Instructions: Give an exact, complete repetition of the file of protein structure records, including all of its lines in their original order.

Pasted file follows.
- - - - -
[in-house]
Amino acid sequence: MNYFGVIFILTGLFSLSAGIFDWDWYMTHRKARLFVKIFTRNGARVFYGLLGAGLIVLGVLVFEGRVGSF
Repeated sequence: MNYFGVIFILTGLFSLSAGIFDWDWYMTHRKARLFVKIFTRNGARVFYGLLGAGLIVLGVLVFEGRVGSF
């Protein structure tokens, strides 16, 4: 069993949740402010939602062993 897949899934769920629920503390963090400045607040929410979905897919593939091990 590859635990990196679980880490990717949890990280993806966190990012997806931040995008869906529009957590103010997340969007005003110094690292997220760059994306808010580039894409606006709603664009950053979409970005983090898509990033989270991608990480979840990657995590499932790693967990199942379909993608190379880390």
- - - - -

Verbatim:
[in-house]
Amino acid sequence: MNYFGVIFILTGLFSLSAGIFDWDWYMTHRKARLFVKIFTRNGARVFYGLLGAGLIVLGVLVFEGRVGSF
Repeated sequence: MNYFGVIFILTGLFSLSAGIFDWDWYMTHRKARLFVKIFTRNGARVFYGLLGAGLIVLGVLVFEGRVGSF
């Protein structure tokens, strides 16, 4: 069993949740402010939602062993 897949899934769920629920503390963090400045607040929410979905897919593939091990 590859635990990196679980880490990717949890990280993806966190990012997806931040995008869906529009957590103010997340969007005003110094690292997220760059994306808010580039894409606006709603664009950053979409970005983090898509990033989270991608990480979840990657995590499932790693967990199942379909993608190379880390």